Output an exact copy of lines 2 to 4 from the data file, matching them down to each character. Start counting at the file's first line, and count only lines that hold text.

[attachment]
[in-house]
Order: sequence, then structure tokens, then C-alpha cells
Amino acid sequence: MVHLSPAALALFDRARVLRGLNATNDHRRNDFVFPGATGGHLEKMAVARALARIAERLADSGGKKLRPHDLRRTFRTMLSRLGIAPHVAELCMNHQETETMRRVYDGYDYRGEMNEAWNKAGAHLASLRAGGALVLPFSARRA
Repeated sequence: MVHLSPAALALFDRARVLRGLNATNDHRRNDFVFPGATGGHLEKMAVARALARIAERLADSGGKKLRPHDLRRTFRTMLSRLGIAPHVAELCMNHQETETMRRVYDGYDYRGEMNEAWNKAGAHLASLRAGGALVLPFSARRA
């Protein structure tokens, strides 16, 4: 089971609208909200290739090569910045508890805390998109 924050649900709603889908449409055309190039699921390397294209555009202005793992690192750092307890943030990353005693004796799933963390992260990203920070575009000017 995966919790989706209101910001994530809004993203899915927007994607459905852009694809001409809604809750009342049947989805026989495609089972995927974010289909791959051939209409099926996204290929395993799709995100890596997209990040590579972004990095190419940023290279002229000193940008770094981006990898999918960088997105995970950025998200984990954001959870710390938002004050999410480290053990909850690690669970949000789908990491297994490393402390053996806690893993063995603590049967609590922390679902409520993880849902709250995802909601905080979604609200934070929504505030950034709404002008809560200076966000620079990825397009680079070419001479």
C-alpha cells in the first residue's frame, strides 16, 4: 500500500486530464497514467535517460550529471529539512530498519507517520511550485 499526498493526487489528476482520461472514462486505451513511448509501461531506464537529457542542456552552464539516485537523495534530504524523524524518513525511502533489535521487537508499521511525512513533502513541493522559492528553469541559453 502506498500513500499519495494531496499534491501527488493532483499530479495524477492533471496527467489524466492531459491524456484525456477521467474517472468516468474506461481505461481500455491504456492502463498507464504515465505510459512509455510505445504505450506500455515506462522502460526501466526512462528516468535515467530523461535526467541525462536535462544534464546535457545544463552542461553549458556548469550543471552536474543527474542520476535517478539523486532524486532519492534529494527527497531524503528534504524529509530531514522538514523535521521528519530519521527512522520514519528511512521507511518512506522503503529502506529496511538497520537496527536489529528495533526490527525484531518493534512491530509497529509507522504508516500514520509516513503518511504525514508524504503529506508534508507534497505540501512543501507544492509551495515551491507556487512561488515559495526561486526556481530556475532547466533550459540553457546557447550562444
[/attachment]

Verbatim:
Order: sequence, then structure tokens, then C-alpha cells
Amino acid sequence: MVHLSPAALALFDRARVLRGLNATNDHRRNDFVFPGATGGHLEKMAVARALARIAERLADSGGKKLRPHDLRRTFRTMLSRLGIAPHVAELCMNHQETETMRRVYDGYDYRGEMNEAWNKAGAHLASLRAGGALVLPFSARRA
Repeated sequence: MVHLSPAALALFDRARVLRGLNATNDHRRNDFVFPGATGGHLEKMAVARALARIAERLADSGGKKLRPHDLRRTFRTMLSRLGIAPHVAELCMNHQETETMRRVYDGYDYRGEMNEAWNKAGAHLASLRAGGALVLPFSARRA